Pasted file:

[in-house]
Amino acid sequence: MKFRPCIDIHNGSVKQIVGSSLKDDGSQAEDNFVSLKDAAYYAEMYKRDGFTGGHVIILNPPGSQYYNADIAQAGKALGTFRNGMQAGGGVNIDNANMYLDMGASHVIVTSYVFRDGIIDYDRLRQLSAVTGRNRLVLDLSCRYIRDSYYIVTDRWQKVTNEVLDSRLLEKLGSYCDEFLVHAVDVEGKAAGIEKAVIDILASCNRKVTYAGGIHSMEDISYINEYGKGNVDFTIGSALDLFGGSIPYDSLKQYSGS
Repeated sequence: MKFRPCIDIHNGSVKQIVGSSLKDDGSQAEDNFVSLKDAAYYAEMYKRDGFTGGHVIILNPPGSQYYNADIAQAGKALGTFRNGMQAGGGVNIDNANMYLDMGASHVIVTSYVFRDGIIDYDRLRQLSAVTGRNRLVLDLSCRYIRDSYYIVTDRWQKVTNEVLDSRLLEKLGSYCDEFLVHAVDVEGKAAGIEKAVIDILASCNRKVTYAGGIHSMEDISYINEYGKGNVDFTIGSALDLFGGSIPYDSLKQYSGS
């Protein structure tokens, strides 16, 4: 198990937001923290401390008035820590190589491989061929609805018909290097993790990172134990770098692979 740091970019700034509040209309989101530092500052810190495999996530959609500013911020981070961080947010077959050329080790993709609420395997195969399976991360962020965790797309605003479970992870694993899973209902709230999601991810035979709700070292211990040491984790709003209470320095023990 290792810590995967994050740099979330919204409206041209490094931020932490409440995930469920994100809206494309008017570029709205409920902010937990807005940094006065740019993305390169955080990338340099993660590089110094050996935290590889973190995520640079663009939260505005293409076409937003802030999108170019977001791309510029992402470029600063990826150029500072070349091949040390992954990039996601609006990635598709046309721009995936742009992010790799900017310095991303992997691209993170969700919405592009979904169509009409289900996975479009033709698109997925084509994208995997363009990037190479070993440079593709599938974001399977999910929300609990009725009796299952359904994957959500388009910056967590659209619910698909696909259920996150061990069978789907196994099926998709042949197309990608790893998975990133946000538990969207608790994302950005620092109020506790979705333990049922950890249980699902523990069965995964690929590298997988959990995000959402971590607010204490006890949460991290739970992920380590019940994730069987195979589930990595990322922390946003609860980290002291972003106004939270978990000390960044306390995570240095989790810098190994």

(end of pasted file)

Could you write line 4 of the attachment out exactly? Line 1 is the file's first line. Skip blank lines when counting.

């Protein structure tokens, strides 16, 4: 198990937001923290401390008035820590190589491989061929609805018909290097993790990172134990770098692979 740091970019700034509040209309989101530092500052810190495999996530959609500013911020981070961080947010077959050329080790993709609420395997195969399976991360962020965790797309605003479970992870694993899973209902709230999601991810035979709700070292211990040491984790709003209470320095023990 290792810590995967994050740099979330919204409206041209490094931020932490409440995930469920994100809206494309008017570029709205409920902010937990807005940094006065740019993305390169955080990338340099993660590089110094050996935290590889973190995520640079663009939260505005293409076409937003802030999108170019977001791309510029992402470029600063990826150029500072070349091949040390992954990039996601609006990635598709046309721009995936742009992010790799900017310095991303992997691209993170969700919405592009979904169509009409289900996975479009033709698109997925084509994208995997363009990037190479070993440079593709599938974001399977999910929300609990009725009796299952359904994957959500388009910056967590659209619910698909696909259920996150061990069978789907196994099926998709042949197309990608790893998975990133946000538990969207608790994302950005620092109020506790979705333990049922950890249980699902523990069965995964690929590298997988959990995000959402971590607010204490006890949460991290739970992920380590019940994730069987195979589930990595990322922390946003609860980290002291972003106004939270978990000390960044306390995570240095989790810098190994």